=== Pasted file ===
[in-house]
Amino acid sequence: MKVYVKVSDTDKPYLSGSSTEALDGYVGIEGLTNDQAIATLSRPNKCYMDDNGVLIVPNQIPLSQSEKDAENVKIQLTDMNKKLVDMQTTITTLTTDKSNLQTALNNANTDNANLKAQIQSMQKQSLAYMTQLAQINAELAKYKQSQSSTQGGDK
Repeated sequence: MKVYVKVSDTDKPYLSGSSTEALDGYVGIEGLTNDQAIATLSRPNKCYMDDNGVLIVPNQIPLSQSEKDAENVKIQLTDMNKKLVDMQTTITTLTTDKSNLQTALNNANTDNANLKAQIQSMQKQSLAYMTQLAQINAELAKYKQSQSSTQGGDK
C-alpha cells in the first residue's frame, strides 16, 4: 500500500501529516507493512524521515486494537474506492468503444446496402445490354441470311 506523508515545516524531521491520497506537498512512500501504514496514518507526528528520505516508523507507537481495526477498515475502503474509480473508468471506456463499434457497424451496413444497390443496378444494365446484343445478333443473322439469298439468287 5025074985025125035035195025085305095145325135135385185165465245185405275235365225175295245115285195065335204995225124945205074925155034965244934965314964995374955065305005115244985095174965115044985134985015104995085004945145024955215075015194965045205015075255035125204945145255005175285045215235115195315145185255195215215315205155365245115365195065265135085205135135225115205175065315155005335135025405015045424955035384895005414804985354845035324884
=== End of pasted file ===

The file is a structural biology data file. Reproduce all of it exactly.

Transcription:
[in-house]
Amino acid sequence: MKVYVKVSDTDKPYLSGSSTEALDGYVGIEGLTNDQAIATLSRPNKCYMDDNGVLIVPNQIPLSQSEKDAENVKIQLTDMNKKLVDMQTTITTLTTDKSNLQTALNNANTDNANLKAQIQSMQKQSLAYMTQLAQINAELAKYKQSQSSTQGGDK
Repeated sequence: MKVYVKVSDTDKPYLSGSSTEALDGYVGIEGLTNDQAIATLSRPNKCYMDDNGVLIVPNQIPLSQSEKDAENVKIQLTDMNKKLVDMQTTITTLTTDKSNLQTALNNANTDNANLKAQIQSMQKQSLAYMTQLAQINAELAKYKQSQSSTQGGDK
C-alpha cells in the first residue's frame, strides 16, 4: 500500500501529516507493512524521515486494537474506492468503444446496402445490354441470311 506523508515545516524531521491520497506537498512512500501504514496514518507526528528520505516508523507507537481495526477498515475502503474509480473508468471506456463499434457497424451496413444497390443496378444494365446484343445478333443473322439469298439468287 5025074985025125035035195025085305095145325135135385185165465245185405275235365225175295245115285195065335204995225124945205074925155034965244934965314964995374955065305005115244985095174965115044985134985015104995085004945145024955215075015194965045205015075255035125204945145255005175285045215235115195315145185255195215215315205155365245115365195065265135085205135135225115205175065315155005335135025405015045424955035384895005414804985354845035324884